Teenage boy dies after brutal beating by 17-year-old in Gondomar

A 14-year-old boy died in the early hours of this (Sunday) morning after a brutal street-beating in Baguim do Monte (Gondomar), purportedly at the hands of 17-year-old.

Hugo Gonçalves was attacked close to his home between 10 and 11pm on Saturday.

Neighbours have reported seeing him “fallen to the ground, with a lot of blood and convulsions”.

“We called INEM and went to get water and a pillow”, one told television reporters. But emergency services “took time to arrive”, and though the boy was finally rushed to hospital, he is reported to have died there at 3am.

Initially, news sources claimed “police have not yet identified” Hugo’s killer, though friends of the dead boy were already telling TV reporters that they knew who he was: “another adolescent who has had problems with the victim for some time”.

SIC television news said the problems centred on “a dispute over a girl”.

Hugo is described as having been in the company of his girlfriend at the time of the attack.

A 17-year-old boy has since given himself up to police, in the company of family members.

This is the second horrific teen-beating in as many weeks, though with even more tragic consequences than the first (click here).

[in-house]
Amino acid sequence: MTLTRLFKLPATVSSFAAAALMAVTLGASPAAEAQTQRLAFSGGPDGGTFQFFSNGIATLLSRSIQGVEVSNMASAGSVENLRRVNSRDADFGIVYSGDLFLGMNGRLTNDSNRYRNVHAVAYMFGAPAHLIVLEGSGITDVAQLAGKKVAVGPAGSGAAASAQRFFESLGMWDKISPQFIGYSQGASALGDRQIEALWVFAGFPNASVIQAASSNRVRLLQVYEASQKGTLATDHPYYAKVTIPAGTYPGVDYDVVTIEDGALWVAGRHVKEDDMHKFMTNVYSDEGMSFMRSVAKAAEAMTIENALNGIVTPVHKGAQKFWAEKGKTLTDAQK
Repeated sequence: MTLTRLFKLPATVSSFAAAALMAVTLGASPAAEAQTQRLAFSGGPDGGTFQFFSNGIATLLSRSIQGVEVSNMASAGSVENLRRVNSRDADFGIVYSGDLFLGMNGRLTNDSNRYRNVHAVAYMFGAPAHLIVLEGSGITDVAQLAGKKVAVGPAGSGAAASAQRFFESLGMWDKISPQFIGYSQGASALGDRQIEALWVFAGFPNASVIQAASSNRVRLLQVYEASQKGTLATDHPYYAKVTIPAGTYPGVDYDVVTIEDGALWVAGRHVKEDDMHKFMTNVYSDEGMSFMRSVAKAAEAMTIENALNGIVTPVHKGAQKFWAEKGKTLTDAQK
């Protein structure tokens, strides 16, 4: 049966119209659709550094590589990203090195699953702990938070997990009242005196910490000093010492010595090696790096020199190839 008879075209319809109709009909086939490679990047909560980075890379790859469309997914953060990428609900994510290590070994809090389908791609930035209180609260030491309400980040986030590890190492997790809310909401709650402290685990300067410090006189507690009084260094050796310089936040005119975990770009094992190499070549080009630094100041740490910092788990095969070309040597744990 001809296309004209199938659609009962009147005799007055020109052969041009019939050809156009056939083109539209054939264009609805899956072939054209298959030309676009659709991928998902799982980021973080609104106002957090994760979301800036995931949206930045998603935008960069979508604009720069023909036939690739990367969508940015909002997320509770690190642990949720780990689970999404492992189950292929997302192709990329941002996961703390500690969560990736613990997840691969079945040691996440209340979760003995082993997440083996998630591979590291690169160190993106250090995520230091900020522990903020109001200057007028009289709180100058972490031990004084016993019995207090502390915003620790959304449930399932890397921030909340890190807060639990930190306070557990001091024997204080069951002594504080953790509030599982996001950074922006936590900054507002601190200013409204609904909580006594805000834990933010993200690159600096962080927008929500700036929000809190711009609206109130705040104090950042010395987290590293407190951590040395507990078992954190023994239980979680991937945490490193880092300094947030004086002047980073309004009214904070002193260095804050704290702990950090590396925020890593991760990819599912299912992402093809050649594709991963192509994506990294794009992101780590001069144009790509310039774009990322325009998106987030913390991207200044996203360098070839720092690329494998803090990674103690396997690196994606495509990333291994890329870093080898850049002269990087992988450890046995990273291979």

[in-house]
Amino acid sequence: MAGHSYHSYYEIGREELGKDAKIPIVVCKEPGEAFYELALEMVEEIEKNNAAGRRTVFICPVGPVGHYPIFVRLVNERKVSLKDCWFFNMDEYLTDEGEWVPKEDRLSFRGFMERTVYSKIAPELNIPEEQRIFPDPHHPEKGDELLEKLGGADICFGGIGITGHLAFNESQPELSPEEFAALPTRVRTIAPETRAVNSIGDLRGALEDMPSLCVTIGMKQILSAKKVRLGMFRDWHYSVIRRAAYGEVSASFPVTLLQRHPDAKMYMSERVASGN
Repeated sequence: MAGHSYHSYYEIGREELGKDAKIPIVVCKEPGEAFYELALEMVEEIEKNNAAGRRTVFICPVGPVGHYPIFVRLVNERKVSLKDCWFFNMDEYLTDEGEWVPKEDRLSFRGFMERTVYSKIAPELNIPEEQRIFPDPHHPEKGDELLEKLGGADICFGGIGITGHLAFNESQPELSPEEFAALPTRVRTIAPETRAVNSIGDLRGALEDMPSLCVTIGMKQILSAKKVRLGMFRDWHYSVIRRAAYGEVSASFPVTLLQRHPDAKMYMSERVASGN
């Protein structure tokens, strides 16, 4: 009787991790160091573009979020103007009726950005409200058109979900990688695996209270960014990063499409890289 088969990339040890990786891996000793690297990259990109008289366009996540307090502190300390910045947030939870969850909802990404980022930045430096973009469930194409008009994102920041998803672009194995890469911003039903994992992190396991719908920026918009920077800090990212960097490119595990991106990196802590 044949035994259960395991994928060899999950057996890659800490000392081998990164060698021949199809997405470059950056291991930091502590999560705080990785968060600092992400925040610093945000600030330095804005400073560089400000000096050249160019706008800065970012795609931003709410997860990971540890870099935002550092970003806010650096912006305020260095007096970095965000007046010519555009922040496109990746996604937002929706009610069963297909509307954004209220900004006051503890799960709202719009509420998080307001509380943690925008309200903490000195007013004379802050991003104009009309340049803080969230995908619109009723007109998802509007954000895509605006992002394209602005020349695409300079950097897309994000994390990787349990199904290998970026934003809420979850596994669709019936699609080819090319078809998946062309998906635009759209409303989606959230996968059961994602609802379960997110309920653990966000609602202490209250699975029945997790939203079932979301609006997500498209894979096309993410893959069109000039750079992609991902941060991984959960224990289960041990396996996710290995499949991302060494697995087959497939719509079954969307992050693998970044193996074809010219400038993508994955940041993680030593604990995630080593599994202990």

Meantime, news of 15-year-old Rúben Cavaco – whose head was “beaten to a pulp” in Ponte de Sor, allegedly by the twin sons of Portugal’s Iraqi ambassador – suggests the youngster is slowly making progress.

Since being brought out of his medically-induced coma, he has been able to recognise his mother and step-father, as well as his girlfriend, and is reported to be speaking, though not well enough to answer police questions.

According to Observador, the boy’s first words were “Carro! Carro! Carro!”

This could be connected to the belief that Rúben was run over by the Iraqi embassy car before the beating that rendered him “unrecogniseable” with severe head and facial injuries.

Although the Iraqi brothers have denied hitting their victim with the car, national weekly Sol has revealed that investigators are keen to speak with an embassy security guard who they believe accompanied the boys and was involved in Rúben’s attack.

For now, the investigation has to wait to hear whether the Iraqi government will agree to Portugal’s request to lift diplomatic immunity, so that the twins can be interrogated as “arguidos”, official suspects.

The boys have already admitted their attack in a televised interview, but as all subsequent reports have stressed, there has been no formal apology to the victim’s family from the Iraqi embassy, nor has the twins’ account been fully accepted.

Observador explains that “friends of the injured teen and one of the teachers from his PIEF (integrated education and training) course stress that Rúben is not violent” and “would not have sought confrontation with the brothers on his own”, as the Iraqi twins have claimed.

The boy’s lawyer Santana-Maia Leonardo stresses that despite being aware of where he is, Rúben still doesn’t appear to know what happened to him.

“The multiple injuries, overwhelming to his head and which still need to heal” mean that the extent of Rúben’s injuries is still unclear, adds Observador, adding that “the youngster could be left with permanent neurological damage”.